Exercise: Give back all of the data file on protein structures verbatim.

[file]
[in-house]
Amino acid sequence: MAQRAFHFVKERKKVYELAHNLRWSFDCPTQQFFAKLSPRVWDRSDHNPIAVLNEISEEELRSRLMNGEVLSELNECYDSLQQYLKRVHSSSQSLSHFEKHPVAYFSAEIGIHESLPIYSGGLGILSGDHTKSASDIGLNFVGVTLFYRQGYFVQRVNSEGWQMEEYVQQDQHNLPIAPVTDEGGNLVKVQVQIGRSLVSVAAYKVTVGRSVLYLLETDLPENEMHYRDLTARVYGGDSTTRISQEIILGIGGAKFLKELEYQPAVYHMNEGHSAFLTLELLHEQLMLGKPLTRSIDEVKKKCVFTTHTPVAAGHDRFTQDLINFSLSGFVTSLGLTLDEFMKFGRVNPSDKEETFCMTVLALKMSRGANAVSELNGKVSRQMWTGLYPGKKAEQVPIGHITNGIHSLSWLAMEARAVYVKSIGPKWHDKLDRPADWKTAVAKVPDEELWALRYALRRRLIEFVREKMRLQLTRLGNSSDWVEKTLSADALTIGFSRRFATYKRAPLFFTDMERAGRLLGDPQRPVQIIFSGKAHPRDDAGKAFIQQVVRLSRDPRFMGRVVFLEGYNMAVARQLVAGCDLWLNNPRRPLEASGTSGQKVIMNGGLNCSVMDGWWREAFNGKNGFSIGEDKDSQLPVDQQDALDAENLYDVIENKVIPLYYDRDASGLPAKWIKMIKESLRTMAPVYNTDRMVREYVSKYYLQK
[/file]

[in-house]
Amino acid sequence: MAQRAFHFVKERKKVYELAHNLRWSFDCPTQQFFAKLSPRVWDRSDHNPIAVLNEISEEELRSRLMNGEVLSELNECYDSLQQYLKRVHSSSQSLSHFEKHPVAYFSAEIGIHESLPIYSGGLGILSGDHTKSASDIGLNFVGVTLFYRQGYFVQRVNSEGWQMEEYVQQDQHNLPIAPVTDEGGNLVKVQVQIGRSLVSVAAYKVTVGRSVLYLLETDLPENEMHYRDLTARVYGGDSTTRISQEIILGIGGAKFLKELEYQPAVYHMNEGHSAFLTLELLHEQLMLGKPLTRSIDEVKKKCVFTTHTPVAAGHDRFTQDLINFSLSGFVTSLGLTLDEFMKFGRVNPSDKEETFCMTVLALKMSRGANAVSELNGKVSRQMWTGLYPGKKAEQVPIGHITNGIHSLSWLAMEARAVYVKSIGPKWHDKLDRPADWKTAVAKVPDEELWALRYALRRRLIEFVREKMRLQLTRLGNSSDWVEKTLSADALTIGFSRRFATYKRAPLFFTDMERAGRLLGDPQRPVQIIFSGKAHPRDDAGKAFIQQVVRLSRDPRFMGRVVFLEGYNMAVARQLVAGCDLWLNNPRRPLEASGTSGQKVIMNGGLNCSVMDGWWREAFNGKNGFSIGEDKDSQLPVDQQDALDAENLYDVIENKVIPLYYDRDASGLPAKWIKMIKESLRTMAPVYNTDRMVREYVSKYYLQK